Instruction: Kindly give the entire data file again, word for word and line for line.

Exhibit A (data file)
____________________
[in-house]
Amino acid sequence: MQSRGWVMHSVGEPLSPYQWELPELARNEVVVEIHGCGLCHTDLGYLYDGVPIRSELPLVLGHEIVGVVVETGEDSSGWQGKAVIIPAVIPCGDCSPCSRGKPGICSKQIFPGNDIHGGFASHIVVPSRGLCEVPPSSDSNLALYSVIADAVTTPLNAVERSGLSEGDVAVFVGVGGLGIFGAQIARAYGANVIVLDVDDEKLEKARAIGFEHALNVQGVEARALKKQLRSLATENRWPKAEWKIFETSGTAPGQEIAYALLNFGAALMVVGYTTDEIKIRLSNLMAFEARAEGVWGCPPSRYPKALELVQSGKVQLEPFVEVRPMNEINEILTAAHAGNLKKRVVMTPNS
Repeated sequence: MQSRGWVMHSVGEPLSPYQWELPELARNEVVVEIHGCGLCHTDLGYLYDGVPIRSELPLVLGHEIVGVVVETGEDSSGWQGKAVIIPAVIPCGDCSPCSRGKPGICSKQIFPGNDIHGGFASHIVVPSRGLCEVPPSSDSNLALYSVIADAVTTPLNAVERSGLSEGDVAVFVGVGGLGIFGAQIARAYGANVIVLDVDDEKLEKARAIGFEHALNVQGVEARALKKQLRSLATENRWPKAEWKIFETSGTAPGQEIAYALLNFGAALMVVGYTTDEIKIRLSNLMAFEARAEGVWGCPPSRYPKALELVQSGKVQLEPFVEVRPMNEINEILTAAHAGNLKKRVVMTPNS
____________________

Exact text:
[in-house]
Amino acid sequence: MQSRGWVMHSVGEPLSPYQWELPELARNEVVVEIHGCGLCHTDLGYLYDGVPIRSELPLVLGHEIVGVVVETGEDSSGWQGKAVIIPAVIPCGDCSPCSRGKPGICSKQIFPGNDIHGGFASHIVVPSRGLCEVPPSSDSNLALYSVIADAVTTPLNAVERSGLSEGDVAVFVGVGGLGIFGAQIARAYGANVIVLDVDDEKLEKARAIGFEHALNVQGVEARALKKQLRSLATENRWPKAEWKIFETSGTAPGQEIAYALLNFGAALMVVGYTTDEIKIRLSNLMAFEARAEGVWGCPPSRYPKALELVQSGKVQLEPFVEVRPMNEINEILTAAHAGNLKKRVVMTPNS
Repeated sequence: MQSRGWVMHSVGEPLSPYQWELPELARNEVVVEIHGCGLCHTDLGYLYDGVPIRSELPLVLGHEIVGVVVETGEDSSGWQGKAVIIPAVIPCGDCSPCSRGKPGICSKQIFPGNDIHGGFASHIVVPSRGLCEVPPSSDSNLALYSVIADAVTTPLNAVERSGLSEGDVAVFVGVGGLGIFGAQIARAYGANVIVLDVDDEKLEKARAIGFEHALNVQGVEARALKKQLRSLATENRWPKAEWKIFETSGTAPGQEIAYALLNFGAALMVVGYTTDEIKIRLSNLMAFEARAEGVWGCPPSRYPKALELVQSGKVQLEPFVEVRPMNEINEILTAAHAGNLKKRVVMTPNS